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@misc{9950a27a-5d41-43bd-ac15-eedfffda0bc3,
  abstract     = {The characterization of naturally occurring mutations is one way to approach functionally significant domains of polypeptides. About 10 mutations have been reported in factor XIII (FXIII) A-subunit deficiency, but very little is known about the effects of the mutations on the expression or the structure of this enzyme. In this study, the recent crystallization of FXIII A-subunit and determination of the three-dimensional model were used for the first time to pursue the structural consequences of mutations in the A- subunit. The molecular analysis of four families from Sweden, Germany, and Denmark revealed four previously unreported point mutations. Three of the mutations were missense mutations, Arg326 → Gln, Arg252 → Ile, and Leu498 → Pro, and one was a nonsense mutation, a deletion of thymidine in codon for Phe8 resulting in early frameshift and premature termination of the polypeptide chain. In the case of the nonsense mutation, delT Phe8, the steady-state mRNA level of FXIII A-subunit was reduced, as quantitated by reverse transcriptase-polymerase chain reaction and solid-phase minisequencing. In contrast, none of the missense mutations affected mRNA levels, indicating the possible translation of the mutant polypeptides. However, by enzyme-linked immunosorbent analysis and immunofluorescence, all the patients demonstrated a complete lack of detectable factor XIIIA antigen in their platelets. In the structural analysis, we included the mutations described in this work and the Met242 → Thr mutation reported earlier by us. Interestingly, in the three-dimensional model, all four missense mutations are localized in the evolutionarily conserved catalytic core domain. The substitutions are at least 15 Å away from the catalytic cleft and do not affect any of the residues known to be directly involved in the enzymetic reaction. The structural analyses suggest that the mutations are most likely interfering with proper folding and stability of the protein, which is in agreement with the observed absence of detectable FXIIIA antigen. Arg326, Arg252, and Met242 are all buried within the molecule. The Arg326 → Gln and Arg252 → Ile mutations are substitutions of smaller, neutral amino acids for large, charged residues. They disrupt the electrostatic balance and hydrogen- bonding interactions in structurally significant areas. The Met242 → Thr mutation is located in the same region of the core domain as the Arg252 → Ile site and is expected to have a destabilizing effect due to an introduction of a smaller, polar residue in a tightly packed hydrophobic pocket. The substitution of proline for Leu498 is predicted to cause unfavorable interatomic contacts and a disruption of the alpha-helix mainchain hydrogen-bonding pattern; it is likely to form a kink in the helix next to the dimer interface and is expected to impair proper dimerization of the A-subunits. In the case of all four missense mutations studied, the knowledge achieved from the three-dimensional model of crystallized FXIII A- subunit provides essential information about the structural significance of the specific residues and aids in understanding the biologic consequences of the mutations observed at the cellular level.},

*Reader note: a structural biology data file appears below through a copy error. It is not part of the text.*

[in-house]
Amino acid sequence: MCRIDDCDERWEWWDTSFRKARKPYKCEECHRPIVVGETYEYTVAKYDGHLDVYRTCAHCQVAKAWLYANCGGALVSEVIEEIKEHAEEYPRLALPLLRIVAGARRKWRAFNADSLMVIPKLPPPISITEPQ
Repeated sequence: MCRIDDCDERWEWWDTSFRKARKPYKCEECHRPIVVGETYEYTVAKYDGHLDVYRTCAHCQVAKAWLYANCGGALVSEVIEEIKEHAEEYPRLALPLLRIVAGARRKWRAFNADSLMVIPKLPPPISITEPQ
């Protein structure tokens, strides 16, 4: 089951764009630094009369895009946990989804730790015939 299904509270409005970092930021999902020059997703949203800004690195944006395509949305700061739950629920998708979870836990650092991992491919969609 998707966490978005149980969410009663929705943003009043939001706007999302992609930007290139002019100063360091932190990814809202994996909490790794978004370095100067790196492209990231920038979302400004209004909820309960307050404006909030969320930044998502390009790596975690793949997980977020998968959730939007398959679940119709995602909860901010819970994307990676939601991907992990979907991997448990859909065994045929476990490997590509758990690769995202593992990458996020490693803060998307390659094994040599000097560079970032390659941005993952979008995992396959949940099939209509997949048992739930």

author       = {Mikkola, Hanna and Yee, Vivien C. and Syrjälä, Martti and Seitz, Rainer and Egbring, Rudolf and Petrini, Pia and Ljung, Rolf and Ingerslev, Jorgen and Teller, David C. and Palotie, Aarno},
  issn         = {1528-0020},
  keyword      = {arginine,blood clotting factor 13a,glutamine,isoleucine,leucine,messenger RNA,methionine,proline,adolescent,adult,alpha chain,article,blood clotting factor 13 deficiency,child,clinical article,clinical protocol,codon,Denmark,enzyme linked immunosorbent assay,family study,female,frameshift mutation,gene expression,genetic analysis,Germany,human,hydrogen bond,immunofluorescence,male,missense mutation,mutation,nonsense mutation,point mutation,priority journal,protein folding,protein stability,reverse transcription polymerase chain reaction,Sweden},
  language     = {eng},
  month        = {01},
  number       = {1},
  pages        = {141--151},
  publisher    = {ARRAY(0xac008b0)},
  series       = {Blood},
  title        = {Four novel mutations in deficiency of coagulation factor XIII: Consequences to expression and structure of the A-subunit},
  volume       = {87},
  year         = {1996},
}